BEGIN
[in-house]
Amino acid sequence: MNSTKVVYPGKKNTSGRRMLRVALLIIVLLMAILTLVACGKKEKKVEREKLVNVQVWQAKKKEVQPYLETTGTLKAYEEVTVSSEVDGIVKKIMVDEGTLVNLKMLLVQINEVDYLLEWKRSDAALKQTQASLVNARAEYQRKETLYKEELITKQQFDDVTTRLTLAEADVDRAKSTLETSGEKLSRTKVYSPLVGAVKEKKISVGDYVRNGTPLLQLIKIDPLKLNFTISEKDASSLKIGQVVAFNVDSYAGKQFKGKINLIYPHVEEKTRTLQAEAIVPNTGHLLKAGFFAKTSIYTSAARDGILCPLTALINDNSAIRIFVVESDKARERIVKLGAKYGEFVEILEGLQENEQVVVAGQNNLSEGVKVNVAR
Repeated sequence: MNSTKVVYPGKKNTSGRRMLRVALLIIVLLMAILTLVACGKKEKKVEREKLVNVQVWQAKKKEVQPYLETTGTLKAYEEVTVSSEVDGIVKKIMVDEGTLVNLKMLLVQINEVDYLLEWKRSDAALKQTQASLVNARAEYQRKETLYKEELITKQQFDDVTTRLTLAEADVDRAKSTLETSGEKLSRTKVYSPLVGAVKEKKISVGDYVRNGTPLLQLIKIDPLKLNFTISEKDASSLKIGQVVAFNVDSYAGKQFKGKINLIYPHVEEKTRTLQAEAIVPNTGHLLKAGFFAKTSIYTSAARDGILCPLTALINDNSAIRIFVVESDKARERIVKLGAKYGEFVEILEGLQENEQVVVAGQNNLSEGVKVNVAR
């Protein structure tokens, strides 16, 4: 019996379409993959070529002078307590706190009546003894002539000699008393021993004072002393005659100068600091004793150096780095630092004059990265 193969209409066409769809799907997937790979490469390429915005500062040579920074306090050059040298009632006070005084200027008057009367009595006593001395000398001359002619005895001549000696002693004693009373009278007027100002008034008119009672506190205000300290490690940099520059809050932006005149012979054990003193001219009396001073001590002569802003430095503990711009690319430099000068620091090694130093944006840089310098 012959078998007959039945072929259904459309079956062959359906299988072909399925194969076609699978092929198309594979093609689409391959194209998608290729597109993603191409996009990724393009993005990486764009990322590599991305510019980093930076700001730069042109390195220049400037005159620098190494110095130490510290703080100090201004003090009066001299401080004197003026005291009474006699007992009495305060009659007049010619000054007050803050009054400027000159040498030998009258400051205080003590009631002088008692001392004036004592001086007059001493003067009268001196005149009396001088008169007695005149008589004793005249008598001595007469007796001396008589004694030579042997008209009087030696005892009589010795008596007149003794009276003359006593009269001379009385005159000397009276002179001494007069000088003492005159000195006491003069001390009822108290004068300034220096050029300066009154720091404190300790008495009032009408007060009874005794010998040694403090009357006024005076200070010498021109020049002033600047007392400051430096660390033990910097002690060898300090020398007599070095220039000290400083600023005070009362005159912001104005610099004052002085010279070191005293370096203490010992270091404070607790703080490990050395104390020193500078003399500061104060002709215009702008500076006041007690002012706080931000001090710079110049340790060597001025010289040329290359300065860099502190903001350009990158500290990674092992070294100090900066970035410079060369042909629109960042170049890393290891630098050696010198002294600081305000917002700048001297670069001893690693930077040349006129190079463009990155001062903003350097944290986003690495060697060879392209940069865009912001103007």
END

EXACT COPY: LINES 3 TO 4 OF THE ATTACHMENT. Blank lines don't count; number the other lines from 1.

Repeated sequence: MNSTKVVYPGKKNTSGRRMLRVALLIIVLLMAILTLVACGKKEKKVEREKLVNVQVWQAKKKEVQPYLETTGTLKAYEEVTVSSEVDGIVKKIMVDEGTLVNLKMLLVQINEVDYLLEWKRSDAALKQTQASLVNARAEYQRKETLYKEELITKQQFDDVTTRLTLAEADVDRAKSTLETSGEKLSRTKVYSPLVGAVKEKKISVGDYVRNGTPLLQLIKIDPLKLNFTISEKDASSLKIGQVVAFNVDSYAGKQFKGKINLIYPHVEEKTRTLQAEAIVPNTGHLLKAGFFAKTSIYTSAARDGILCPLTALINDNSAIRIFVVESDKARERIVKLGAKYGEFVEILEGLQENEQVVVAGQNNLSEGVKVNVAR
């Protein structure tokens, strides 16, 4: 019996379409993959070529002078307590706190009546003894002539000699008393021993004072002393005659100068600091004793150096780095630092004059990265 193969209409066409769809799907997937790979490469390429915005500062040579920074306090050059040298009632006070005084200027008057009367009595006593001395000398001359002619005895001549000696002693004693009373009278007027100002008034008119009672506190205000300290490690940099520059809050932006005149012979054990003193001219009396001073001590002569802003430095503990711009690319430099000068620091090694130093944006840089310098 012959078998007959039945072929259904459309079956062959359906299988072909399925194969076609699978092929198309594979093609689409391959194209998608290729597109993603191409996009990724393009993005990486764009990322590599991305510019980093930076700001730069042109390195220049400037005159620098190494110095130490510290703080100090201004003090009066001299401080004197003026005291009474006699007992009495305060009659007049010619000054007050803050009054400027000159040498030998009258400051205080003590009631002088008692001392004036004592001086007059001493003067009268001196005149009396001088008169007695005149008589004793005249008598001595007469007796001396008589004694030579042997008209009087030696005892009589010795008596007149003794009276003359006593009269001379009385005159000397009276002179001494007069000088003492005159000195006491003069001390009822108290004068300034220096050029300066009154720091404190300790008495009032009408007060009874005794010998040694403090009357006024005076200070010498021109020049002033600047007392400051430096660390033990910097002690060898300090020398007599070095220039000290400083600023005070009362005159912001104005610099004052002085010279070191005293370096203490010992270091404070607790703080490990050395104390020193500078003399500061104060002709215009702008500076006041007690002012706080931000001090710079110049340790060597001025010289040329290359300065860099502190903001350009990158500290990674092992070294100090900066970035410079060369042909629109960042170049890393290891630098050696010198002294600081305000917002700048001297670069001893690693930077040349006129190079463009990155001062903003350097944290986003690495060697060879392209940069865009912001103007």